Happy New Year and welcome to 2017 which marks the sesquicentennial of Canada's Confederation. In anticipation of the exhibits and events celebrating Canada's 150th, the Streetsville Historical Society is preparing a special exhibit that focusses on Streetsville in 1867 and also a provides a view to Canada 50 years ago in 1967.
In 1867 Canada's population was 3.3 million and at last count we are at 36 million. Not surprisingly, 40% of workers were farmers and in 2011 only 2% of Canadians were living on farms. The number of telegraph messages sent by members of the public in 1 year was 479,331 and in 2011, we collectively sent 78 billion text messages. Let's also remember that in 1867, 20% of our population was foreign born and today the percentage still applies. Then, there was 3,457 kilometres of railway in Canada, and today there are more than 46,000 kilometres of track.
Although Streetsville's prosperity peaked before 1867, the village continued to thrive after the arrival of the Credit Valley Railway in 1879. It was too late however, for the village to supplant Brampton as the business and political centre of Peel. Much of existing Streetsville dates from the post-confederation period, and reflects the story of this prosperous and industrial rural village. In 1867 the success of John Hyde's Ontario Mills circa 1840 came to a halt when the mill was destroyed by fire. At that time, the Toronto Township Hall was moved to Streetsville and used as Town Hall until 1939. In 1867 Harriet Graydon was born to John Graydon and Jane Anderson. John Scruton, originally from Yorkshire, England returned to Streetsville after living in Woodstock for a couple of years. The present St. Andrew's Presbyterian Church was built in 1967 and opened in the following year. William Clegg, his wife Elizabeth and their two girls came from England in a sailing vessel in the year 1867 and arrived at Port Credit , there being no port at Toronto at all; then by coach to Streetsville, where they lived all their lives, Mr. Clegg being a weaver by trade.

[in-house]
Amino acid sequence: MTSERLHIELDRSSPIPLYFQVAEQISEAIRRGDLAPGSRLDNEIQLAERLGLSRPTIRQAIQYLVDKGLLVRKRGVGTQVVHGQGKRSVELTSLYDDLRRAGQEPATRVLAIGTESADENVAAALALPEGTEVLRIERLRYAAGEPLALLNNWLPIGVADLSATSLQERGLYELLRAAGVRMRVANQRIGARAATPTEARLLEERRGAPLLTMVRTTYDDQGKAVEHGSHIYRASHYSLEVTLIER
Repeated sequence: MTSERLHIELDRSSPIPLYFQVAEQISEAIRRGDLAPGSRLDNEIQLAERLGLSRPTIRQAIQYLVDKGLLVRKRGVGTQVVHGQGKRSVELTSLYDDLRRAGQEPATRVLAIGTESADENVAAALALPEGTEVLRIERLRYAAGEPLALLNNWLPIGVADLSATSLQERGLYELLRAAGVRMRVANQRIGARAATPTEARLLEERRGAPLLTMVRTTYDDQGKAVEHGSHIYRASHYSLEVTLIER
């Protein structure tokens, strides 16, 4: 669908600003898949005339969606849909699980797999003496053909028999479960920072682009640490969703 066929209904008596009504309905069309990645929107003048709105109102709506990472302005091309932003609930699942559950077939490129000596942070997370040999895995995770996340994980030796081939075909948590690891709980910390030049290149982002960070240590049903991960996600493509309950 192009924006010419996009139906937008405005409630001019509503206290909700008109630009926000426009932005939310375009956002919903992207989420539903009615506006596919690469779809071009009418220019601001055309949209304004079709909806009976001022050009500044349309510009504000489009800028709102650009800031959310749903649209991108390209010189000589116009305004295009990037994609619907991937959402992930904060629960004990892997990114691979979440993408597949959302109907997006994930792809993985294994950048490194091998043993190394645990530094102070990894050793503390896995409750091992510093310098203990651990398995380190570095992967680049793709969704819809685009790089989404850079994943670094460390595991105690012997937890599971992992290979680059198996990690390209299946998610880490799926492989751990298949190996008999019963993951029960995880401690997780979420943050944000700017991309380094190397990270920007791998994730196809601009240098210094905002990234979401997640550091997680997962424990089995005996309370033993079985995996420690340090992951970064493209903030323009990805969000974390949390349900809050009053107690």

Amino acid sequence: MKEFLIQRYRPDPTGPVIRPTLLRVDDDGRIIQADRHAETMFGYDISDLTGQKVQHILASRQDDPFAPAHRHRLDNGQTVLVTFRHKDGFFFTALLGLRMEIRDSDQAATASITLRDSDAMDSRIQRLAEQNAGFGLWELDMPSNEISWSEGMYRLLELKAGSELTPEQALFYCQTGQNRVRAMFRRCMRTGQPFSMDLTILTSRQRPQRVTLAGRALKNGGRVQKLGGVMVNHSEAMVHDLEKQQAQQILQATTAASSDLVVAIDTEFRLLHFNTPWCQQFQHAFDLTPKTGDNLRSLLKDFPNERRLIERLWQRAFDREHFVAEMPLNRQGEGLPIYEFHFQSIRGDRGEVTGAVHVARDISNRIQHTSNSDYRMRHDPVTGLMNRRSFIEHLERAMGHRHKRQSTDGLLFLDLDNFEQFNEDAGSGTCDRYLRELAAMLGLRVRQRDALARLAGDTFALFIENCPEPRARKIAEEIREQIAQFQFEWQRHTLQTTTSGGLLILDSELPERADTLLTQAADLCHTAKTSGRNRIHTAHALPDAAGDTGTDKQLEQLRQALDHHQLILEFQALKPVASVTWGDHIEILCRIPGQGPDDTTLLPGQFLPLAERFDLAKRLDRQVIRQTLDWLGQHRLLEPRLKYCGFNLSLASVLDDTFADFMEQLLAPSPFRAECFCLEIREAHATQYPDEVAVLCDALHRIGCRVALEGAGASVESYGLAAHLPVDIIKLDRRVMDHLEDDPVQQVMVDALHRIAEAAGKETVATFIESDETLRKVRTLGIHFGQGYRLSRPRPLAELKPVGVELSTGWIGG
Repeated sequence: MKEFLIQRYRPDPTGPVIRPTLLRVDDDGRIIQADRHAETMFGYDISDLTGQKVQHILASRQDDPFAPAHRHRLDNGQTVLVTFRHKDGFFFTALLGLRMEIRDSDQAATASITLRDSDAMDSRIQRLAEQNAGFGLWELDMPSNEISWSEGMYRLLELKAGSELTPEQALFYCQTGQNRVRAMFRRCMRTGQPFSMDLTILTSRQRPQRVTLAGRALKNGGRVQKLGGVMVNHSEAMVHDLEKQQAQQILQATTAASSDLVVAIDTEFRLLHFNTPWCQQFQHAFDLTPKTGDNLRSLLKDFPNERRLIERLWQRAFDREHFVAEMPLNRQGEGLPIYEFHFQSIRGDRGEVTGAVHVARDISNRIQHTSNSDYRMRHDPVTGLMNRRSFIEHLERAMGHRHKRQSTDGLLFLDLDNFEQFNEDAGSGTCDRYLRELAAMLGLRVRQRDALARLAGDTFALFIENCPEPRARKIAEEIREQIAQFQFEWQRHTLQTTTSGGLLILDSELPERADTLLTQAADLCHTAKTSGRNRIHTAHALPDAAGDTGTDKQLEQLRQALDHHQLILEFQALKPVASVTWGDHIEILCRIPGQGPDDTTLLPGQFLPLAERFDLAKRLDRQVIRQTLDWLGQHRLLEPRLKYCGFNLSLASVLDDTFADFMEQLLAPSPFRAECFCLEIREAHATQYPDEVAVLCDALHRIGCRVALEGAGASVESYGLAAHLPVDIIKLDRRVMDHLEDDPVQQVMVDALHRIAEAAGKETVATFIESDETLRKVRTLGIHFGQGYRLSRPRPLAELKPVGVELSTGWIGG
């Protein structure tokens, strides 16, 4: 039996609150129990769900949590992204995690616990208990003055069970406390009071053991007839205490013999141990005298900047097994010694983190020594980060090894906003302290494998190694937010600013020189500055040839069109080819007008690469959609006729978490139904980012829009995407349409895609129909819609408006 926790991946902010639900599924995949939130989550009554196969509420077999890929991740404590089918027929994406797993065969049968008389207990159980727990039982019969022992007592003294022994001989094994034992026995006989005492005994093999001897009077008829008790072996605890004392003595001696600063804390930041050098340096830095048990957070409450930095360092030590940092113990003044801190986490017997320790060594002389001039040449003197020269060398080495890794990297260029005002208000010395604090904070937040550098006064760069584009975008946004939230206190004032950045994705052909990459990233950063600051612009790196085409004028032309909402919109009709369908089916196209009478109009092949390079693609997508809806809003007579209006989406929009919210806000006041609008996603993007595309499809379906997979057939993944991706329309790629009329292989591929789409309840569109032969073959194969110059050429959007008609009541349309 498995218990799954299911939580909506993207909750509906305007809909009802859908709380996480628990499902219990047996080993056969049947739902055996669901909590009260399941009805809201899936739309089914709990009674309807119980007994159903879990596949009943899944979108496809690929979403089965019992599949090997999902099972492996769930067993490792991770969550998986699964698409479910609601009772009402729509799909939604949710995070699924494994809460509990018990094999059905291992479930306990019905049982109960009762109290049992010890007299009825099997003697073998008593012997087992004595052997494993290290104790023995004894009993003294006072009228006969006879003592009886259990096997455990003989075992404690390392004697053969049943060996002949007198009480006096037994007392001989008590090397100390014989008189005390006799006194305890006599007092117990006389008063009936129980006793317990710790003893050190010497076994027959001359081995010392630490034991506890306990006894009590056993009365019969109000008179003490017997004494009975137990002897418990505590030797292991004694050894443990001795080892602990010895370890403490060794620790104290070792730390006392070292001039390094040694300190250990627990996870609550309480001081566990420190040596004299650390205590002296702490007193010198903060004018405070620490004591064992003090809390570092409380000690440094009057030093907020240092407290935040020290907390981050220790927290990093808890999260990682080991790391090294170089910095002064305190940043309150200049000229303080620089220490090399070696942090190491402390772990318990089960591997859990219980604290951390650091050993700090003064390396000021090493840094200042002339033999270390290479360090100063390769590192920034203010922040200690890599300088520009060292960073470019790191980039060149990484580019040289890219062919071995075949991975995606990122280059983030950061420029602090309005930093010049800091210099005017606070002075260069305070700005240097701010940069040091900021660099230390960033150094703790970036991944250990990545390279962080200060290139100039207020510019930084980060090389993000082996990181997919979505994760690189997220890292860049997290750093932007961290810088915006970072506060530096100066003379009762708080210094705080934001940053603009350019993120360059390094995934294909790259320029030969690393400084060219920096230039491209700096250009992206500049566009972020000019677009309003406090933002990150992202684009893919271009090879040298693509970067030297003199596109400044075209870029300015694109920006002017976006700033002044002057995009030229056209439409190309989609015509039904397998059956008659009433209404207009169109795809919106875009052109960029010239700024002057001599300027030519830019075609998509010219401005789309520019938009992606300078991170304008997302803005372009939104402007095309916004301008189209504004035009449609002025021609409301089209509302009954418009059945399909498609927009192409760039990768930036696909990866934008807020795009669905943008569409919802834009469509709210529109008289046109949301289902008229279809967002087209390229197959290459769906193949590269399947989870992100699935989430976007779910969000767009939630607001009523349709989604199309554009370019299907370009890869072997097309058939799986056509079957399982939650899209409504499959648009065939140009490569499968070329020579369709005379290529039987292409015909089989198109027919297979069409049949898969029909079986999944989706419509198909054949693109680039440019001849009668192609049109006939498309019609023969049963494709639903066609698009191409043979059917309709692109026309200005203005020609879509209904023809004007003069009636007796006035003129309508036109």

The year 1967 was the beginning of many things in Canada: EXPO '67, Caribana, the Canada Games, the Order of Canada, McDonald's Canada, WWF Canada, Mr. Dressup, along with many other things. Streetsville Public Library opened November 29, 1967. Prior to the annexing of Mississauga, Hazel McCallion was the Mayor of Streetsville (1970-1973) and was the township's last Reeve (1967-1970). The Streetsville United Church women have shared their gifts and talents in our community since 1967. On December 31, 1967 Thomas Weylie Steen, born in 1877 to Ephraim Steen and Mary Ritchie passes away in Streetsville, Ontario. A complete listing of businesses in 1967 Streetsville is available at our gift shop in "The Tweedsmuir History of Streetsville" in either hard copy or on CD.